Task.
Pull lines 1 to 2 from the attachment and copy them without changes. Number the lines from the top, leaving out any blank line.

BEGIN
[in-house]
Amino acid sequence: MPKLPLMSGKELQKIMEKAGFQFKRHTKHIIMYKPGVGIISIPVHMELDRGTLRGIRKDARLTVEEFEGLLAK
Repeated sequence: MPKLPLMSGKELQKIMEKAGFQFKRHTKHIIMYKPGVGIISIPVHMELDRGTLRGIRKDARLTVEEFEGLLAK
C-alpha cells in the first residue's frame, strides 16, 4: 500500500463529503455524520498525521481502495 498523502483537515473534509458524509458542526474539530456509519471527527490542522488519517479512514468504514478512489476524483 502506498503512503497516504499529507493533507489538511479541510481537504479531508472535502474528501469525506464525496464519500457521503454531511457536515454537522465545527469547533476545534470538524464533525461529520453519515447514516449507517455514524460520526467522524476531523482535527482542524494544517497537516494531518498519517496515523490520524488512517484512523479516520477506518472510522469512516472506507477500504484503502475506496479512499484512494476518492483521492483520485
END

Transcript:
[in-house]
Amino acid sequence: MPKLPLMSGKELQKIMEKAGFQFKRHTKHIIMYKPGVGIISIPVHMELDRGTLRGIRKDARLTVEEFEGLLAK